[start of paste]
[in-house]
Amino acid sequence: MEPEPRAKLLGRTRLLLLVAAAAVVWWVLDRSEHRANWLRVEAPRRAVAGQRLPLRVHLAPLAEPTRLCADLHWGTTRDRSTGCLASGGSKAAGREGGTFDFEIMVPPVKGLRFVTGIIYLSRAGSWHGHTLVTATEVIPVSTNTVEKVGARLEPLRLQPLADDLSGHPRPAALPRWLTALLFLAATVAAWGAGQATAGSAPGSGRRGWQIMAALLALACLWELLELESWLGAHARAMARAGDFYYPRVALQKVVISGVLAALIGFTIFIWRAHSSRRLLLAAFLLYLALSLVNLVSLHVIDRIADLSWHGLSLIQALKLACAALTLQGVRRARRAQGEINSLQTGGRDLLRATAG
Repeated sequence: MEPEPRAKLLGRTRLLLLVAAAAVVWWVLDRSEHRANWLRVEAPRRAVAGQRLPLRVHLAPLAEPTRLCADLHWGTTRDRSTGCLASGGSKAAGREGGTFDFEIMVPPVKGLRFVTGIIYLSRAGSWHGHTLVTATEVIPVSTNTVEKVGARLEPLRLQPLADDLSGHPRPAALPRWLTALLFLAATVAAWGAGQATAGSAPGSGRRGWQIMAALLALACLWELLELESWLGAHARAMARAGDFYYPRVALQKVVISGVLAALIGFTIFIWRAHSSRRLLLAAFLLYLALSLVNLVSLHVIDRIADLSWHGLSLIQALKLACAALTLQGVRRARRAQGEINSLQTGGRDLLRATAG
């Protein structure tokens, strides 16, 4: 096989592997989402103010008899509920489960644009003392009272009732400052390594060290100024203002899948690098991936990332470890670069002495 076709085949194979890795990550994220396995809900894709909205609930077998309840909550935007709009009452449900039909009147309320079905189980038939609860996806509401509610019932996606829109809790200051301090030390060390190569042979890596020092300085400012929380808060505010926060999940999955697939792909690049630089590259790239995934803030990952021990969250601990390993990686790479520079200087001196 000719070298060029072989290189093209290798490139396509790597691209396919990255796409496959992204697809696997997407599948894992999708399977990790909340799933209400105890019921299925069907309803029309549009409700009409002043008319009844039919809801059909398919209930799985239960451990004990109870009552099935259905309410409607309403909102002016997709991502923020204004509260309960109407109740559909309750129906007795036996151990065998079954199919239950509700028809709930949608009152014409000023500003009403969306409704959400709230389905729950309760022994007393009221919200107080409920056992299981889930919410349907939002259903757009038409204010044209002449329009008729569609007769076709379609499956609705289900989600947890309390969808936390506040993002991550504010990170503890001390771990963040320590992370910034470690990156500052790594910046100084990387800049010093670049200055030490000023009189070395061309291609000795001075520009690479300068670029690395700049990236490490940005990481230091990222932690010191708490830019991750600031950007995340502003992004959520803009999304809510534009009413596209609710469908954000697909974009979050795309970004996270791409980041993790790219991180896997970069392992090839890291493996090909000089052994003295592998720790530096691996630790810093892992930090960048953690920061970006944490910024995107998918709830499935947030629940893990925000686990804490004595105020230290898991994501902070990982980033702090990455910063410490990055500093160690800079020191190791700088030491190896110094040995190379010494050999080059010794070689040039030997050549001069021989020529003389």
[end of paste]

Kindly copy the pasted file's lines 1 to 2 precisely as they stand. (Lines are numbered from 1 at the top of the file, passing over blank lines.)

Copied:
[in-house]
Amino acid sequence: MEPEPRAKLLGRTRLLLLVAAAAVVWWVLDRSEHRANWLRVEAPRRAVAGQRLPLRVHLAPLAEPTRLCADLHWGTTRDRSTGCLASGGSKAAGREGGTFDFEIMVPPVKGLRFVTGIIYLSRAGSWHGHTLVTATEVIPVSTNTVEKVGARLEPLRLQPLADDLSGHPRPAALPRWLTALLFLAATVAAWGAGQATAGSAPGSGRRGWQIMAALLALACLWELLELESWLGAHARAMARAGDFYYPRVALQKVVISGVLAALIGFTIFIWRAHSSRRLLLAAFLLYLALSLVNLVSLHVIDRIADLSWHGLSLIQALKLACAALTLQGVRRARRAQGEINSLQTGGRDLLRATAG